Stanford scientists reveal how grass developed a better way to breathe
Flash back to your first lesson in photosynthesis and you may recall stomata, the holes in the leaves of land-based plants through which they take in carbon dioxide and let out oxygen and water vapor. In the 400 million years since plants colonized the land, these holes have remained largely unchanged, save for one major exception: grasses.
These plants, which make up about 60 percent of the calories people consume worldwide, have a modified stoma that experts believe makes them better able to withstand drought or high temperatures. Stanford University scientists have now confirmed the increased efficiency of grass stomata and gained insight into how they develop. Their findings, reported in the March 17 issue of Science, could help us cultivate crops that can thrive in a changing climate.
"Ultimately, we have to feed people," said Dominique Bergmann, professor of biology and senior author of the paper. "The climate is changing and, regardless of the cause, we're still relying on plants to be able to survive whatever climate we do have."
Adjusting an ancient system
Grasses — which include wheat, corn and rice — developed different stomata, which may have helped them spread during a prehistoric period of increased global dryness. Stomata usually have two so-called "guard cells" with a hole in the middle that opens and closes depending on how a plant needs to balance its gas exchange. If a plant needs more CO2 or wants to cool by releasing water vapor, the stomata open. If it needs to conserve water, they stay closed.
Grasses improved on the original structure by recruiting two extra cells on either side of the guard cells, allowing for a little extra give when the stoma opens. They also respond more rapidly and sensitively to changes in light, temperature or humidity that happen during the day. Scientists hope that by knowing more about how grass developed this system, they may be able to create or select for edible plants that can withstand dry and hot environments, which are likely to become more prevalent as our climate changes.
"We take our food and agriculture for granted. It's not something the 'first world' has to deal with, but there are still large areas of the world that suffer from famine and this will increase," said Michael Raissig, a postdoctoral researcher in the Bergmann lab and lead author of the paper. "The human population is going to explode in the next 20 to 30 years and most of that is in the developing world. That's also where climate change will have the biggest effect."
Growing a better mouth
Scientists have assumed grasses' unusual stomata make these plants more efficient "breathers." But, spurred by curiosity and a passion for developmental biology, these researchers decided to test that theory.
Thanks to a bit of luck, they found a mutant of the wheat relative Brachypodium distachyon that had two-celled stomata. Partnering with the Berry lab at the Carnegie Institution for Science, the group compared the stomata from the mutant to the normal four-celled stomata. They not only confirmed that the four-celled version opens wider and faster but also identified which gene creates the four-celled stomata — but it wasn't a gene they expected.
"Because it was a grass-specific cell-type, we thought it would be a grass-specific factor as well," said Raissig, "but it's not."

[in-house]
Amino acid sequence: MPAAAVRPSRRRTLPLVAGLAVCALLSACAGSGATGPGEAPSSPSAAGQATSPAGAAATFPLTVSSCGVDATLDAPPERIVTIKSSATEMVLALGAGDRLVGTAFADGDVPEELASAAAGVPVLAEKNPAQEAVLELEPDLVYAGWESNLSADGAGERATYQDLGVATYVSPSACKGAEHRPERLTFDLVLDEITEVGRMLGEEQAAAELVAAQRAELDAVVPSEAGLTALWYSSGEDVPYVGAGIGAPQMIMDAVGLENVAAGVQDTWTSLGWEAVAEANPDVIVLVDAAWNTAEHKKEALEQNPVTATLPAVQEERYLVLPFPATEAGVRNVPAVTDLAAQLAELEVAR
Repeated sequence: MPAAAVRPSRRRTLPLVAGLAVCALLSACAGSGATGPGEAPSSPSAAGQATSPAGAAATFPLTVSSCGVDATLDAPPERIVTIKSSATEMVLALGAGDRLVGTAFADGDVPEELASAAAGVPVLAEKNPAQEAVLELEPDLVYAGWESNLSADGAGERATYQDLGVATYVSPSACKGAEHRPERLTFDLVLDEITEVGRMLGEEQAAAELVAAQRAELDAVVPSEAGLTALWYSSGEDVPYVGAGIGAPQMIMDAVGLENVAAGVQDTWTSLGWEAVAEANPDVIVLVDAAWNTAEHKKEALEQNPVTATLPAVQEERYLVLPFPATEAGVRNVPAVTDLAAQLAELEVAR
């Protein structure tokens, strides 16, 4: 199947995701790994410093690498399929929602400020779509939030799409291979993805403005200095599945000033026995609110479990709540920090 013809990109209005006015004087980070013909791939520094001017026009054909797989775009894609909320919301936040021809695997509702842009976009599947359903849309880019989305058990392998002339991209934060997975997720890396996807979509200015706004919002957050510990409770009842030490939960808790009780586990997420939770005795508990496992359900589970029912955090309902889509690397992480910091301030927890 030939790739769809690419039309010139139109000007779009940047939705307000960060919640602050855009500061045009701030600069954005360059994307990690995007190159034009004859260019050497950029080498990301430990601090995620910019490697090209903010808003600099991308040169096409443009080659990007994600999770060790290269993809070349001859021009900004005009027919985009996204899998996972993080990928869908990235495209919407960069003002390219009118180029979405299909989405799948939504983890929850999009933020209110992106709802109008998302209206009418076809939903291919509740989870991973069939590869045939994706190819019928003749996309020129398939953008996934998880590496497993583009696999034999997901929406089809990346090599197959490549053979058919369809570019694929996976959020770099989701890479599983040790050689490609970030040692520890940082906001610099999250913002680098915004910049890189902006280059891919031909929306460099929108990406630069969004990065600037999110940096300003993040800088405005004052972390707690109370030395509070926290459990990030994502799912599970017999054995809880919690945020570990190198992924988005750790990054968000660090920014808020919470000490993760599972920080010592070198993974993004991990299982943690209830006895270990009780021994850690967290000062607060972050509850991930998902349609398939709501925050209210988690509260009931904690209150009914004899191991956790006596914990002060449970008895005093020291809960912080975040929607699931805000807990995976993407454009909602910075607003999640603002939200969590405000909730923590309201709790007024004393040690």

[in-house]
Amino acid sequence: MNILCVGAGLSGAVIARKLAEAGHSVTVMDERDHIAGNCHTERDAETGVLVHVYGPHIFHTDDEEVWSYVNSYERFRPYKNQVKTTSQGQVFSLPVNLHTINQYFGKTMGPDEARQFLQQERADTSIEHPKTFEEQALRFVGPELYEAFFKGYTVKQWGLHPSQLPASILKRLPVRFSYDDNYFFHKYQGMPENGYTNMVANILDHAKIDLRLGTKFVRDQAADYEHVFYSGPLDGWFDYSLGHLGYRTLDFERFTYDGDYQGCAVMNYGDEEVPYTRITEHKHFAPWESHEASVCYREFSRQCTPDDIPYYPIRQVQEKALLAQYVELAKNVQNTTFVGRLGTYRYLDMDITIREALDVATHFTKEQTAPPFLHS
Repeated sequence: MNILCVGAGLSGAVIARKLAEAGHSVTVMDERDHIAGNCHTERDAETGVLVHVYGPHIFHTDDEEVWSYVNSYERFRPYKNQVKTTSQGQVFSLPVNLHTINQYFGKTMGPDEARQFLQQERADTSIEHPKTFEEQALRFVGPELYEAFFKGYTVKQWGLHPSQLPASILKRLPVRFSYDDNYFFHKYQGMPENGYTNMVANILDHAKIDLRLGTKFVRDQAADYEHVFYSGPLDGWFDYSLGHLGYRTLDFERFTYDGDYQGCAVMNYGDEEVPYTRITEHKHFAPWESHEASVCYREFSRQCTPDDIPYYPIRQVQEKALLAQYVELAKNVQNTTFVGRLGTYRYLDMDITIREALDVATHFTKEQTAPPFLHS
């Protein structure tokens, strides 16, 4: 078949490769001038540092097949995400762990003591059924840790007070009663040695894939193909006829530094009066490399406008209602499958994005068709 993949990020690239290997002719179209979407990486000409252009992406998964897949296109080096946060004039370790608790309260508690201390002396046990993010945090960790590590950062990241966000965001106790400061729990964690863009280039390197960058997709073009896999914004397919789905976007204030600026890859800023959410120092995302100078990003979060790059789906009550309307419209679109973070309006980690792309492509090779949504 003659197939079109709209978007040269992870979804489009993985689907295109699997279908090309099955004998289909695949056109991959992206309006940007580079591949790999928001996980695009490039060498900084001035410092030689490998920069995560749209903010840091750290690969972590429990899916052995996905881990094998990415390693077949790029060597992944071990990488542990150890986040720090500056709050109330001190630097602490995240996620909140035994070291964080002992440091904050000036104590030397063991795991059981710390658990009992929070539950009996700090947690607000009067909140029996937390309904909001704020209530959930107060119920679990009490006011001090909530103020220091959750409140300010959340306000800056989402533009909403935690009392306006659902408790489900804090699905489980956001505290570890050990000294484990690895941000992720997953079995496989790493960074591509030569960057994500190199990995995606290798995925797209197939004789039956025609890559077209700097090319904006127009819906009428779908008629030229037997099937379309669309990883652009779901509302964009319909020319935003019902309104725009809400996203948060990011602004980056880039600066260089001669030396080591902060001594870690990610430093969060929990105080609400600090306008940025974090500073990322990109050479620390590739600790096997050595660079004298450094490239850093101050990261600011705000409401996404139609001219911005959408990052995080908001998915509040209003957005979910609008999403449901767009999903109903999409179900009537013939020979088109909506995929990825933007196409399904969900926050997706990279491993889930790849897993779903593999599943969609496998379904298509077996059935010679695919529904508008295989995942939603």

Instead of relying on a completely new mechanism, the recruitment of the extra cells seems to be controlled by a well-studied factor which is known to switch other genes on and off. In other plants, that factor is present in guard cells, where it is involved in their development. In grasses, the team found that the factor migrated out of guard cells and directly into two surrounding cells, recruiting them to form the four-celled stomata.
Feeding the world
Over evolutionary time, humans have bred and propagated plants that produce the kinds of foods we like and that can survive extreme weather.
"We're not consciously breeding for stomata but we're unconsciously selecting for them," said Bergmann, who is also a Howard Hughes Medical Institute investigator. "When we want something that's more drought resistant, or something that can work better in higher temperatures, or something that is just able to take in carbon better, often what we are actually doing is selecting for various properties of stomata."
The adaptability and productivity of grass makes understanding this plant family critical for human survival, the scientists said. Someday, whether through genetic modification or selective breeding, scientists might be able to use these findings to produce other plants with four-celled stomata. This could also be one of many changes – to chloroplasts or enzymes, for example – that help plants photosynthesize more efficiently to feed a growing population.
Co-authors of this paper include Juliana L. Matos, Emily Abrash and Hannah R. Allison of Stanford; M. Ximena Anleu Gil and Akhila Bettadapur of Howard Hughes Medical Institute; Ari Kornfeld, Grayson Badgley and Joseph A. Berry of the Carnegie Institution for Science; and John P. Vogel of the U.S. Department of Energy. Bergmann is also a member of Stanford Bio-X and the Stanford Cancer Institute and an investigator of the Howard Hughes Medical Institute.
This research was funded by Swiss National Science Foundation, The Gordon and Betty Moore Foundation, the U.S. Department of Energy, the National Science Foundation and the Howard Hughes Medical Institute.
Taylor Kubota, Stanford News Service